The latest in my continuing attempt to write a homily on each week’s readings. Today at mass we had a visiting priest who talked about Advent as a season of hope, tying it in to the beginning of the Year of Mercy next week. I touch on hope, but my thinking went in a very different direction.
Today we begin the season of Advent, the beginning of the Church’s liturgical year. Often we view Advent as a period of preparation for Christmas. Certainly, the secular calendar, beginning with Black Friday, is now counting down to Christmas. This countdown is grounded in our faith and it makes a great deal of sense: the four weeks of Advent end at Christmas, and the prayers and readings point us towards the Incarnation. In today’s first reading the Prophet Jeremiah offers consolation to the people of Israel who were in exile after the sack of Jerusalem by the Babylonians. All the promises made to their ancestors had turned into ruin and destruction. Jeremiah, however, assures them that God’s promise still holds: though the powers of heaven itself seem shaken, God will prevail. In time God himself will restore Israel, and He will raise up a king from David’s lineage to rule His people with justice. As Christians we see this prophecy fulfilled in the birth of Jesus almost 600 years later. Jesus is the promised king.
But when we turn to the second reading from Paul and to the Gospel, we see that the focus is no longer on the birth of Jesus, but rather on his second coming in glory at the end of time. Just as the liturgical year ended last week with the Feast of Christ the King, the liturgical year begins today by focusing our attention on the end times. We are, as individuals and as a Church, balanced between these two poles. Christ came into the world some 2000 years ago: he was born of the Virgin, he was crucified, died and buried. By his resurrection he sealed a promise that death would have no more power over us. But we still die: the fullness of this promise will only be revealed when the Son of Man comes on a cloud with great power and glory, and all things are made new. We are on a journey whose end we cannot see clearly, and whose time we do not know. But our faith in the resurrection tells us that this end is sure. As we pray after the Our Father, “we wait in joyful hope for the coming of our savior, Jesus Christ.”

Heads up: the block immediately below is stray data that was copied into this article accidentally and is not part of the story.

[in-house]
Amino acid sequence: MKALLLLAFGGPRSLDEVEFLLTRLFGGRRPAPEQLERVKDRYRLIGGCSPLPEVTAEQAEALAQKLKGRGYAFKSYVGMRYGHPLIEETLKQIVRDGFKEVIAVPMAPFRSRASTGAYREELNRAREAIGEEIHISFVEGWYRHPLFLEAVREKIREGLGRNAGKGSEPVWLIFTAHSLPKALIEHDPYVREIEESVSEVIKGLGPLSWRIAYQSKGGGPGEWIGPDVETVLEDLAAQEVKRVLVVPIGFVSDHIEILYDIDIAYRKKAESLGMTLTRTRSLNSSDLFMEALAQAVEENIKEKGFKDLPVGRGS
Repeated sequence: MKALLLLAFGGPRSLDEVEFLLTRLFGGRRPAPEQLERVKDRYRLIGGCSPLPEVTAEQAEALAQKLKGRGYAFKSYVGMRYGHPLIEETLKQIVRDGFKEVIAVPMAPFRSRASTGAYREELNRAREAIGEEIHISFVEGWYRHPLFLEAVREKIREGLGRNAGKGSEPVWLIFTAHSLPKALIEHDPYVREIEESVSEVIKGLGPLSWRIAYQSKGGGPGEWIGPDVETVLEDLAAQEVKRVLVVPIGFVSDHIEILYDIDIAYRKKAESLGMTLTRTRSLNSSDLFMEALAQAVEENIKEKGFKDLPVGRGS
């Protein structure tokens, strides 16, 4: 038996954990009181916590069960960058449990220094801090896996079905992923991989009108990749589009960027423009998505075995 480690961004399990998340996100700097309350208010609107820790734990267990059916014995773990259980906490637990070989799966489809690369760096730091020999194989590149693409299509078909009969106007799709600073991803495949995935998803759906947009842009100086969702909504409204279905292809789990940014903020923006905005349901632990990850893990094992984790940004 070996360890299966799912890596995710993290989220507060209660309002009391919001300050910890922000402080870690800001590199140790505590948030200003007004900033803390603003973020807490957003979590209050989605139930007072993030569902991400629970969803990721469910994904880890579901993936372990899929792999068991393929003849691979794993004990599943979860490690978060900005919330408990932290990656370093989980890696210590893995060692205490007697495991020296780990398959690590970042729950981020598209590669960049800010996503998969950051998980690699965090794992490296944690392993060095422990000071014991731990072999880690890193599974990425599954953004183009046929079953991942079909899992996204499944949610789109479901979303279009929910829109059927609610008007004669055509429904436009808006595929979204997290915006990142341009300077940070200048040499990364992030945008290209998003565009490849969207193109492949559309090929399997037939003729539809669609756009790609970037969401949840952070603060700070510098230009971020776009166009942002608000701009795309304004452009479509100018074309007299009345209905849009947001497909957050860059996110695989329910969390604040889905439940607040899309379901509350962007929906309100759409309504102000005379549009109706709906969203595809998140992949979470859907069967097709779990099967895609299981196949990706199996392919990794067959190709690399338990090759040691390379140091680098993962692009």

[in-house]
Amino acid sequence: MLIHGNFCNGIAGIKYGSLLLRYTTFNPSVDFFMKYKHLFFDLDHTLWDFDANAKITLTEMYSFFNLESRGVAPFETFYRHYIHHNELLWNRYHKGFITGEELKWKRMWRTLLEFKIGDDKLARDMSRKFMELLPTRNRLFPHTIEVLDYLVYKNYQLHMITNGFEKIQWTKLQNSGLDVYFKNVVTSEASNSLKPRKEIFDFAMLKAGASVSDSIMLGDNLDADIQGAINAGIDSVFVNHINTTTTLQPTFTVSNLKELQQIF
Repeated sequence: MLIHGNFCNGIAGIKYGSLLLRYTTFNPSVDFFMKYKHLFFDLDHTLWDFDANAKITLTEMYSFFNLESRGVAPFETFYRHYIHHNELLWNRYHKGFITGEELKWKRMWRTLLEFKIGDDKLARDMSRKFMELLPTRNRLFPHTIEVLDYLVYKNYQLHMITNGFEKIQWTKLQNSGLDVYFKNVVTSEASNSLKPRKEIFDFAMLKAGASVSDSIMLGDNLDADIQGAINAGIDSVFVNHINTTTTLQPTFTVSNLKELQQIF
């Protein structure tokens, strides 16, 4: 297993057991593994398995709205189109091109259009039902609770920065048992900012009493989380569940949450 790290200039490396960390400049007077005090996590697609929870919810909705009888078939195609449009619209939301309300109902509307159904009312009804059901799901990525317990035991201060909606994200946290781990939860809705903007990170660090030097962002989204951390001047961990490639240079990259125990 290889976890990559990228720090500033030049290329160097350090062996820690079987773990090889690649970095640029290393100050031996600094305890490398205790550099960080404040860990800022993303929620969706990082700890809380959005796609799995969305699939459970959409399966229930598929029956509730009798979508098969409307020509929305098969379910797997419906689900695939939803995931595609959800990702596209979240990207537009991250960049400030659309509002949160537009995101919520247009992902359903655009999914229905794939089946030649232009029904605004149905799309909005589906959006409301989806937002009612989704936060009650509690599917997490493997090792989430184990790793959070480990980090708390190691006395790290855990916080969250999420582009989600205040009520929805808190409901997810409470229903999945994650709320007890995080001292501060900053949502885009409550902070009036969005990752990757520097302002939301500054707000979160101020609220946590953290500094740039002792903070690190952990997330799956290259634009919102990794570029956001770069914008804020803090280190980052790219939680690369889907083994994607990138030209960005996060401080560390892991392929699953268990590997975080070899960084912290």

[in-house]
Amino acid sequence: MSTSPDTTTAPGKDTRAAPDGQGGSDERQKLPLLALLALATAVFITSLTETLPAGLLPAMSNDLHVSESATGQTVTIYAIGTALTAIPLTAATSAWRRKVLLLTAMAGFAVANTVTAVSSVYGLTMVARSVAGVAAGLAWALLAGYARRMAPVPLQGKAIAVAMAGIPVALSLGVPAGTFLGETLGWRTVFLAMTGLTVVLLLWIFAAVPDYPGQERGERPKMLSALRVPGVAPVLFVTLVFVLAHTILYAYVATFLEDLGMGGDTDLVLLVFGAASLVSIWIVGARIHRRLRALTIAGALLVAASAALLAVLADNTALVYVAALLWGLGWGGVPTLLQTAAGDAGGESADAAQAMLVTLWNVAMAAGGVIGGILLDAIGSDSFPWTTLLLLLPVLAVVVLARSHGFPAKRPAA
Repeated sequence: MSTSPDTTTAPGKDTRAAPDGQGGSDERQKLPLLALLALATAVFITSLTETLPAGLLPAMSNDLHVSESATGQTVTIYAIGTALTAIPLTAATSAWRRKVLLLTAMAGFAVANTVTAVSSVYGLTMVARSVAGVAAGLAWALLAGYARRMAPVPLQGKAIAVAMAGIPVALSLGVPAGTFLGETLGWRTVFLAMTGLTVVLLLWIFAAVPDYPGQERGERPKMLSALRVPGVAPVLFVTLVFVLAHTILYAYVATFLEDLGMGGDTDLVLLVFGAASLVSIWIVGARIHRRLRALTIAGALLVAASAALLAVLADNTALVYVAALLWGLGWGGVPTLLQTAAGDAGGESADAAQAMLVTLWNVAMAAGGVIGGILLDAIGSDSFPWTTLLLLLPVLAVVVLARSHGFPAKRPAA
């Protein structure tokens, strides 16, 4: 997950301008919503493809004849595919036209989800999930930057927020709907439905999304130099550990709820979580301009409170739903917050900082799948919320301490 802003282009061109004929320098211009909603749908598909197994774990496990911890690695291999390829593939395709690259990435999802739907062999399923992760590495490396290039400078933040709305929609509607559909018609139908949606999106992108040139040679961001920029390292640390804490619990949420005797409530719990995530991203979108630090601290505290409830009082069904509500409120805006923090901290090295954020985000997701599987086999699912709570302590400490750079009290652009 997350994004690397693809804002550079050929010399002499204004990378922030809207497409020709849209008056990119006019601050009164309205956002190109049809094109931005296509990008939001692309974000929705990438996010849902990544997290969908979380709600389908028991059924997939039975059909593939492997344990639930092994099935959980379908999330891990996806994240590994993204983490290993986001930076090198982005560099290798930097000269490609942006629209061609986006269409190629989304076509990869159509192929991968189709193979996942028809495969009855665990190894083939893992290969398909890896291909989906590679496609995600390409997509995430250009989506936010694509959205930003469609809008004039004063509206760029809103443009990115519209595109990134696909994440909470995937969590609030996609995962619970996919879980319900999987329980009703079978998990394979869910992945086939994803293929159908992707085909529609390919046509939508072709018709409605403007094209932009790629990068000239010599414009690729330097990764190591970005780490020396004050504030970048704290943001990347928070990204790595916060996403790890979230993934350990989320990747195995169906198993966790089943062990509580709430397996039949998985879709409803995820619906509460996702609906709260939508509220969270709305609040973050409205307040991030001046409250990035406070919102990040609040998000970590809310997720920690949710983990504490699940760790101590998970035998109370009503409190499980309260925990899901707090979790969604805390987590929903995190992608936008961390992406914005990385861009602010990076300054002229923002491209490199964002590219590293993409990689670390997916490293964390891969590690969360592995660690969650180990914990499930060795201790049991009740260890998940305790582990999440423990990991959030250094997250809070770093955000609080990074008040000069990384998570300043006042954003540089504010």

Advent then, is a time to remember that we are a pilgrim people, a people on a journey. It is a time to pause and remember where we have come from and where we are going. In the Gospel Jesus cautions us that we are to be vigilant, to avoid running away from the cares of this world in “carousing and drunkenness” while at the same time not letting ourselves be consumed with anxiety over them. Pay attention to the world, and the many problems it has: war, violence, poverty, bigotry, pollution. But do not be afraid! In solidarity with one another, and with all men and women of good will, we can face these problems and overcome them. I urge you, during the four weeks of Advent, to look around yourself and see the world. Do not look at in in fear as the world sees it. Look at it with the eyes of Christ and respond. Walk in the paths of God’s truth. Give money, give time, give of yourselves. Forgive a wrong done to you, help a stranger in need, work for justice. In some way large or small, begin to make more of a difference in the world. In this way you will be ready on that final day, whenever it comes, to stand tall before the Son of Man.
This is hard. We are busy and the cares of daily life—of work and family—are real. That is why Jesus urges us to pray for the strength to face these “tribulations”. We cannot face them on our own without burning out: we need God’s help to overcome them. He will provide this help, this strength, out of his love and mercy. Pray for strength, and it will be given to us, as St. Paul tells us, as an abundant love for one another and for all men and women. This Advent, open your hearts more fully to God’s love. Prepare to celebrate Christmas, when God showed his love for us by sending his Son into the world. He offered his Son for our salvation, and in every mass he offers his Son to us again in the sacrament of the Eucharist. Here, in the sacrament of love, we can find the strength we need to love one another. This is the source of strength for our journey home to the Father.